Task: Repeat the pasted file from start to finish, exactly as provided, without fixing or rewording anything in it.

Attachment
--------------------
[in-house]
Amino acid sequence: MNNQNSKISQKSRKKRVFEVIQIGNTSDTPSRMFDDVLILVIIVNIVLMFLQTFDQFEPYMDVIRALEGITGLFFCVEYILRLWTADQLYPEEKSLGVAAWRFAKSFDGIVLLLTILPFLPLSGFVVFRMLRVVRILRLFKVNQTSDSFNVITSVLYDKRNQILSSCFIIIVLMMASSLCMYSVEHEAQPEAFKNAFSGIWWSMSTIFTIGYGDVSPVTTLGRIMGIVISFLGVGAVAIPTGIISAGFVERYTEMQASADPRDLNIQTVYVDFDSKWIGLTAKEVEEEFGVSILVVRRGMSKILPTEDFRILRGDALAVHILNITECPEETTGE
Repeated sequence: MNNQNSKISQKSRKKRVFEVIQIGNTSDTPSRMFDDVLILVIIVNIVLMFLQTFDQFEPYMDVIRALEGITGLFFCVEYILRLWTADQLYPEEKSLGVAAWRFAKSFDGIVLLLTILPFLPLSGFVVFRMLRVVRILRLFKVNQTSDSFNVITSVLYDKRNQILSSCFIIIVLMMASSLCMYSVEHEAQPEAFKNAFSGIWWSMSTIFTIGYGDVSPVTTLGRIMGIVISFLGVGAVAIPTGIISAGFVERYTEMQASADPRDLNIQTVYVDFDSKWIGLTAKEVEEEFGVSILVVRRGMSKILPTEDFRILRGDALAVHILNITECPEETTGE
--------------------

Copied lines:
[in-house]
Amino acid sequence: MNNQNSKISQKSRKKRVFEVIQIGNTSDTPSRMFDDVLILVIIVNIVLMFLQTFDQFEPYMDVIRALEGITGLFFCVEYILRLWTADQLYPEEKSLGVAAWRFAKSFDGIVLLLTILPFLPLSGFVVFRMLRVVRILRLFKVNQTSDSFNVITSVLYDKRNQILSSCFIIIVLMMASSLCMYSVEHEAQPEAFKNAFSGIWWSMSTIFTIGYGDVSPVTTLGRIMGIVISFLGVGAVAIPTGIISAGFVERYTEMQASADPRDLNIQTVYVDFDSKWIGLTAKEVEEEFGVSILVVRRGMSKILPTEDFRILRGDALAVHILNITECPEETTGE
Repeated sequence: MNNQNSKISQKSRKKRVFEVIQIGNTSDTPSRMFDDVLILVIIVNIVLMFLQTFDQFEPYMDVIRALEGITGLFFCVEYILRLWTADQLYPEEKSLGVAAWRFAKSFDGIVLLLTILPFLPLSGFVVFRMLRVVRILRLFKVNQTSDSFNVITSVLYDKRNQILSSCFIIIVLMMASSLCMYSVEHEAQPEAFKNAFSGIWWSMSTIFTIGYGDVSPVTTLGRIMGIVISFLGVGAVAIPTGIISAGFVERYTEMQASADPRDLNIQTVYVDFDSKWIGLTAKEVEEEFGVSILVVRRGMSKILPTEDFRILRGDALAVHILNITECPEETTGE